Joining Ken Griffey Jr., Fielder won the annual slugfest for the second time, after being crowned champion in 2009, winning the 2012 competition in fairytale form.
Fielder was the sixth competitor to take his swings on Monday, and didn't face immense pressure to move past the first round. But after slugging only five long balls in the first round, and with two competitors to go, only one of whom needed to hit more homers to knock him out, things looked grim.
But the Los Angeles Dodgers center fielder Matt Kemp choked with just one home run, and if Kemp choked, than defending champ Robinson Cano died, joining Brandon Inge in the derby hall of shame with zero homers.
Fielder proceeded to hit 11 home runs in the second round, all but guaranteeing himself a shot in the finals, and it became a head-to-head competition. Fielder didn't disappoint with 12 more long balls, earning the derby victory.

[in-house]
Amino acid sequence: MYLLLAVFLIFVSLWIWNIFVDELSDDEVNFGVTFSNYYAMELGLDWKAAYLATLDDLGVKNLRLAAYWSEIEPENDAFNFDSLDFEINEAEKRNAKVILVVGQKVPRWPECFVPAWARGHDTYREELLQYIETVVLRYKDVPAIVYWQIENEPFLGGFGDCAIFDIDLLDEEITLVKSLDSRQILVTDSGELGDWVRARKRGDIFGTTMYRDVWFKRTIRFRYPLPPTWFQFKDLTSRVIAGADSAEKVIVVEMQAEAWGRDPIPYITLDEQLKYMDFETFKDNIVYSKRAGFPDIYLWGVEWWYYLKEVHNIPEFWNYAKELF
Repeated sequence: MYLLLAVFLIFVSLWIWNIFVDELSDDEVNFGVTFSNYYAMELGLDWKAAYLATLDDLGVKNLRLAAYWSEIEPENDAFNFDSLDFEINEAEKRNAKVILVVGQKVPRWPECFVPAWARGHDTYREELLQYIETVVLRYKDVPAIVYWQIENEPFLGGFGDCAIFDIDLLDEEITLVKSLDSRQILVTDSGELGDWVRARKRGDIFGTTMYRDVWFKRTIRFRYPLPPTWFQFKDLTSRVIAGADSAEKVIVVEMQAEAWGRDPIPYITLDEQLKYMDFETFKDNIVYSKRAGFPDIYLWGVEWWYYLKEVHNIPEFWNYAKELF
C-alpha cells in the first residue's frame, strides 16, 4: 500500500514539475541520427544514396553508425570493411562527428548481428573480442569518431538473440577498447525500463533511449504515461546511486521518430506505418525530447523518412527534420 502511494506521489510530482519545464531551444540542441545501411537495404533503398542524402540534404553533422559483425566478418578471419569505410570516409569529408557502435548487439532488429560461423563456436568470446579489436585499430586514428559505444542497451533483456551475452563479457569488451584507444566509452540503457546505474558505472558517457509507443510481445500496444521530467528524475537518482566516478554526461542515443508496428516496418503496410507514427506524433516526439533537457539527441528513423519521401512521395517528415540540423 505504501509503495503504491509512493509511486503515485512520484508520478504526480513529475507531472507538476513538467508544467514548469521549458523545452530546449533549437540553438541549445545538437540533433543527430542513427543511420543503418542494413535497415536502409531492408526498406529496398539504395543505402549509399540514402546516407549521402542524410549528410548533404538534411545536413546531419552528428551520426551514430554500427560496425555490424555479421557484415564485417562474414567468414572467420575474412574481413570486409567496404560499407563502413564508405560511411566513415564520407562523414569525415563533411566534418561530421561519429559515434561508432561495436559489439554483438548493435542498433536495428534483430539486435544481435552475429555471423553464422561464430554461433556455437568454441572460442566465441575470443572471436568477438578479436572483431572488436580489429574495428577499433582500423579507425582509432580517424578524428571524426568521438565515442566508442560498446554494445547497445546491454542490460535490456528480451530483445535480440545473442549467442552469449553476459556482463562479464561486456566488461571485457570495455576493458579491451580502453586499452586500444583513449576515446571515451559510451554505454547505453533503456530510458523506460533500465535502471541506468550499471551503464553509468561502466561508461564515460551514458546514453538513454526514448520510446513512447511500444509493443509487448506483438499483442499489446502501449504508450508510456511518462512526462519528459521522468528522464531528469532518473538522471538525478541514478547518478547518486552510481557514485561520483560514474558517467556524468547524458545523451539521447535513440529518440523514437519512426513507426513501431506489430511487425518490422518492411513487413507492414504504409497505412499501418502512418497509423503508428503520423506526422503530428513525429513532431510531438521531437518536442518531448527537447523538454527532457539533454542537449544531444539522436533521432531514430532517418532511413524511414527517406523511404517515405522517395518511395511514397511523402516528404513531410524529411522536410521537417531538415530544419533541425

The Tigers' bats finally woke up in the last five games, leading to a season-long five-game winning streak.
Detroit, which has been inconsistent offensively all season, finally started to click collectively in the last five games.
In the month of July, the Tigers have hit .302 as a team, which ranks second in the AL, with a league-leading 12 home runs and have scored 46 runs, also good for second in the AL.
Delmon Young ended the first half as hot as anyone in baseball, hitting a home run in his last four consecutive games, and riding a stretch where he's earned at least one hit in 11 of his last 12 games.
The designated hitter has hit .300 in July, and has his average at the highest it's been all season at .298.
The Tigers are slowly but surely getting it done in the batters box, and the wins finally have started to come.